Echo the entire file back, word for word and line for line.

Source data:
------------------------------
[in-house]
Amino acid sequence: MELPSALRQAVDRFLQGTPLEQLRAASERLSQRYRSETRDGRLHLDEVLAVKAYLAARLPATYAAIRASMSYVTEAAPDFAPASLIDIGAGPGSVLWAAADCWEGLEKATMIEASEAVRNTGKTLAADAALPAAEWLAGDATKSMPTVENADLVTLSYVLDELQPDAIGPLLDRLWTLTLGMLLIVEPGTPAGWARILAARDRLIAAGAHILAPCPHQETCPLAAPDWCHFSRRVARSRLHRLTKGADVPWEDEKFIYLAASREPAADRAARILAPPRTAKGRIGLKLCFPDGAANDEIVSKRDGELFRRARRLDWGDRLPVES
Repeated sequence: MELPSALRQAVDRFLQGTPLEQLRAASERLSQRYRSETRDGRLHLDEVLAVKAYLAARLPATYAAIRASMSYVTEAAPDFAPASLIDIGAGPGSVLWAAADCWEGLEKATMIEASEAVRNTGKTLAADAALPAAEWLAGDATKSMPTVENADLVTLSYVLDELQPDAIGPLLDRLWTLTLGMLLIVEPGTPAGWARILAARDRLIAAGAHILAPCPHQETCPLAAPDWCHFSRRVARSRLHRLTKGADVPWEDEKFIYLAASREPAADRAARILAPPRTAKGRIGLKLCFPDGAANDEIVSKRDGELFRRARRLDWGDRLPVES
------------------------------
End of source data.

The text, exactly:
[in-house]
Amino acid sequence: MELPSALRQAVDRFLQGTPLEQLRAASERLSQRYRSETRDGRLHLDEVLAVKAYLAARLPATYAAIRASMSYVTEAAPDFAPASLIDIGAGPGSVLWAAADCWEGLEKATMIEASEAVRNTGKTLAADAALPAAEWLAGDATKSMPTVENADLVTLSYVLDELQPDAIGPLLDRLWTLTLGMLLIVEPGTPAGWARILAARDRLIAAGAHILAPCPHQETCPLAAPDWCHFSRRVARSRLHRLTKGADVPWEDEKFIYLAASREPAADRAARILAPPRTAKGRIGLKLCFPDGAANDEIVSKRDGELFRRARRLDWGDRLPVES
Repeated sequence: MELPSALRQAVDRFLQGTPLEQLRAASERLSQRYRSETRDGRLHLDEVLAVKAYLAARLPATYAAIRASMSYVTEAAPDFAPASLIDIGAGPGSVLWAAADCWEGLEKATMIEASEAVRNTGKTLAADAALPAAEWLAGDATKSMPTVENADLVTLSYVLDELQPDAIGPLLDRLWTLTLGMLLIVEPGTPAGWARILAARDRLIAAGAHILAPCPHQETCPLAAPDWCHFSRRVARSRLHRLTKGADVPWEDEKFIYLAASREPAADRAARILAPPRTAKGRIGLKLCFPDGAANDEIVSKRDGELFRRARRLDWGDRLPVES